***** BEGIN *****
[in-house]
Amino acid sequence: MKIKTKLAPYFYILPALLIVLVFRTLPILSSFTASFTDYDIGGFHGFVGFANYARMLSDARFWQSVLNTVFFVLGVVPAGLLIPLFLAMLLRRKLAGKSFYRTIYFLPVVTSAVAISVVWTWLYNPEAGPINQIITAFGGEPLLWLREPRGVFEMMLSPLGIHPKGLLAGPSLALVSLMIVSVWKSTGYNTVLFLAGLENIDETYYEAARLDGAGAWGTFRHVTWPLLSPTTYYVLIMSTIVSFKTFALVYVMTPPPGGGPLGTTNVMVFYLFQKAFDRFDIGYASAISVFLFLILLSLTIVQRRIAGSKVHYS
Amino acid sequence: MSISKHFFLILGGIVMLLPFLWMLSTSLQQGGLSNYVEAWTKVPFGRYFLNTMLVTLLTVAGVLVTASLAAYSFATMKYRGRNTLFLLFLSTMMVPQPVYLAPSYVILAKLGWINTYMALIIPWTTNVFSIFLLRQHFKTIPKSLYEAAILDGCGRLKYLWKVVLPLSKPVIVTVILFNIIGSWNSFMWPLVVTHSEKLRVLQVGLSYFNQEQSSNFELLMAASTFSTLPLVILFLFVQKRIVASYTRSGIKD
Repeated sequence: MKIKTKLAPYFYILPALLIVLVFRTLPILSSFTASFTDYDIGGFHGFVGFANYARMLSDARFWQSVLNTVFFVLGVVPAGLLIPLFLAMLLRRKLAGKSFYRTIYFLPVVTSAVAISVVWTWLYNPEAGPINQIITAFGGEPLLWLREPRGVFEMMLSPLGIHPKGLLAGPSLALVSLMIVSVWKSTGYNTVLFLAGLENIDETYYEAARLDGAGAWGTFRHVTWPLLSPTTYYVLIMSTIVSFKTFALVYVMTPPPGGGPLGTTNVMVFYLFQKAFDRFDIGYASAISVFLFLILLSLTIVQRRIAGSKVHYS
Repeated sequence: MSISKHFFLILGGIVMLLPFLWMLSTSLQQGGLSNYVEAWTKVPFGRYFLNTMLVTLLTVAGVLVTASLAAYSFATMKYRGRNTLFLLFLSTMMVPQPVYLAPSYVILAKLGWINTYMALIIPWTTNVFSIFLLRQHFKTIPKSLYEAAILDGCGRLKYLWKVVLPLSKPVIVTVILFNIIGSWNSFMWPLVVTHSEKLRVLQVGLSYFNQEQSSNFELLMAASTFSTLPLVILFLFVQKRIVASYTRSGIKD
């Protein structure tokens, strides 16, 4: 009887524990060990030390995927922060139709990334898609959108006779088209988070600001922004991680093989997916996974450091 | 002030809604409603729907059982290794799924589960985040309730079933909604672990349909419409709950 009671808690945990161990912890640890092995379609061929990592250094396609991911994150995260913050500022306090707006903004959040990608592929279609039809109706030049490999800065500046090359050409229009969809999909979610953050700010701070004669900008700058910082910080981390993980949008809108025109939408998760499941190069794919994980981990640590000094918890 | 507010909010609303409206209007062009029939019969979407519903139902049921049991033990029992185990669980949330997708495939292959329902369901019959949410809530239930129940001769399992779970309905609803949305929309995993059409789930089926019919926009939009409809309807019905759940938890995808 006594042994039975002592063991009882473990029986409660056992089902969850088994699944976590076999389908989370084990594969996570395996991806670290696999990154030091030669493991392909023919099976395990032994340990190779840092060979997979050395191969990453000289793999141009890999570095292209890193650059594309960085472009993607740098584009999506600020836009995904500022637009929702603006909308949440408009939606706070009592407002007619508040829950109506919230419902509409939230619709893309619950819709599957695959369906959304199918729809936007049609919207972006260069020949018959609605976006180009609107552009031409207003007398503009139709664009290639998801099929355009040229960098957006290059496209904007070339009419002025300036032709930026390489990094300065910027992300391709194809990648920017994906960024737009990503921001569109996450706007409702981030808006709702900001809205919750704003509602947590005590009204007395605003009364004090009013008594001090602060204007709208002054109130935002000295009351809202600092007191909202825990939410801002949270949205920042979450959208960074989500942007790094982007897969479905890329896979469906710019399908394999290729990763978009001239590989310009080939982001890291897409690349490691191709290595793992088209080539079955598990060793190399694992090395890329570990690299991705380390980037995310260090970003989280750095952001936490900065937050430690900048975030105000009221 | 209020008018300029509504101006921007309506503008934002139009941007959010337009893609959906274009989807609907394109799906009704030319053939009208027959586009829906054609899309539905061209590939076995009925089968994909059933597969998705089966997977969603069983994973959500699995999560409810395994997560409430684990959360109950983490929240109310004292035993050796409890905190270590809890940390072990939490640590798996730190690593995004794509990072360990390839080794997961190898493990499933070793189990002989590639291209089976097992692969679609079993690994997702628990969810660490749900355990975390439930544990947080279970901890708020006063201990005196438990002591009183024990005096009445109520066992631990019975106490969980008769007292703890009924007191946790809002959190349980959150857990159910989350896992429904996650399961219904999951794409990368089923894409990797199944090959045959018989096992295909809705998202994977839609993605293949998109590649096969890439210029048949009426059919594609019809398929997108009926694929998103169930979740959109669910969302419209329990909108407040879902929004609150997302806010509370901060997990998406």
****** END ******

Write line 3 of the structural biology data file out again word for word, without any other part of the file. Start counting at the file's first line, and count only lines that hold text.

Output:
Amino acid sequence: MSISKHFFLILGGIVMLLPFLWMLSTSLQQGGLSNYVEAWTKVPFGRYFLNTMLVTLLTVAGVLVTASLAAYSFATMKYRGRNTLFLLFLSTMMVPQPVYLAPSYVILAKLGWINTYMALIIPWTTNVFSIFLLRQHFKTIPKSLYEAAILDGCGRLKYLWKVVLPLSKPVIVTVILFNIIGSWNSFMWPLVVTHSEKLRVLQVGLSYFNQEQSSNFELLMAASTFSTLPLVILFLFVQKRIVASYTRSGIKD